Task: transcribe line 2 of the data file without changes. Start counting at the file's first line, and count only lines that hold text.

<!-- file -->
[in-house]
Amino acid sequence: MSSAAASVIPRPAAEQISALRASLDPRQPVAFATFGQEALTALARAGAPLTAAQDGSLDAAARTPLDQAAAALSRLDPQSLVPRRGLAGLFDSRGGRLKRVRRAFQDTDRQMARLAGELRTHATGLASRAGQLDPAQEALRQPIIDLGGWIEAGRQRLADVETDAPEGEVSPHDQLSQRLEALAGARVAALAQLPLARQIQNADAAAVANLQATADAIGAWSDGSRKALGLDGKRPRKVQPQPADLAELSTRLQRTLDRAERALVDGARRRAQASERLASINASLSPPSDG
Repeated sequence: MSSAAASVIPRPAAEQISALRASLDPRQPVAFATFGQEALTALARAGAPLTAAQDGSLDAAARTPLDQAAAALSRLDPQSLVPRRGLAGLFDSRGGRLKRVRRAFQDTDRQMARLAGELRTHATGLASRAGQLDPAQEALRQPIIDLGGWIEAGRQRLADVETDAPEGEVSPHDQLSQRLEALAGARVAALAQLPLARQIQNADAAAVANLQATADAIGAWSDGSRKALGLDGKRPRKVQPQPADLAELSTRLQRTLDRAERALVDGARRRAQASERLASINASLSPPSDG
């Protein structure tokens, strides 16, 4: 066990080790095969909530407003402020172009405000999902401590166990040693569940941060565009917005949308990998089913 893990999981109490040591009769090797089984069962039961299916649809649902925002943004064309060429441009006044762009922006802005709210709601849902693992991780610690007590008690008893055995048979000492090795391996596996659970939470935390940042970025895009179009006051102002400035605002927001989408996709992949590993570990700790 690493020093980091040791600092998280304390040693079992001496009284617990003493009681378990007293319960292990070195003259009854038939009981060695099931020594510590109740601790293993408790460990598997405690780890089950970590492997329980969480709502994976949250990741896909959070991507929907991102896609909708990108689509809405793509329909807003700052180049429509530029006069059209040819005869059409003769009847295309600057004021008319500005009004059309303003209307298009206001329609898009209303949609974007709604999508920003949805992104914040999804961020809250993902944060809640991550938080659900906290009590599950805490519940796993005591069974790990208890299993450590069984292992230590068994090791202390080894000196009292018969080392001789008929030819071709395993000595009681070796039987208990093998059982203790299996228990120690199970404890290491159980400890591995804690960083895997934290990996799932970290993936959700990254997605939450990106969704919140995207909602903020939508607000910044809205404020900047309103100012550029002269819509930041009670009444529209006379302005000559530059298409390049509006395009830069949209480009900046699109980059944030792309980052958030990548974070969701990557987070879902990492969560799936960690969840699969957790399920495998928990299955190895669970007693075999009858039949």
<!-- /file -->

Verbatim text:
Amino acid sequence: MSSAAASVIPRPAAEQISALRASLDPRQPVAFATFGQEALTALARAGAPLTAAQDGSLDAAARTPLDQAAAALSRLDPQSLVPRRGLAGLFDSRGGRLKRVRRAFQDTDRQMARLAGELRTHATGLASRAGQLDPAQEALRQPIIDLGGWIEAGRQRLADVETDAPEGEVSPHDQLSQRLEALAGARVAALAQLPLARQIQNADAAAVANLQATADAIGAWSDGSRKALGLDGKRPRKVQPQPADLAELSTRLQRTLDRAERALVDGARRRAQASERLASINASLSPPSDG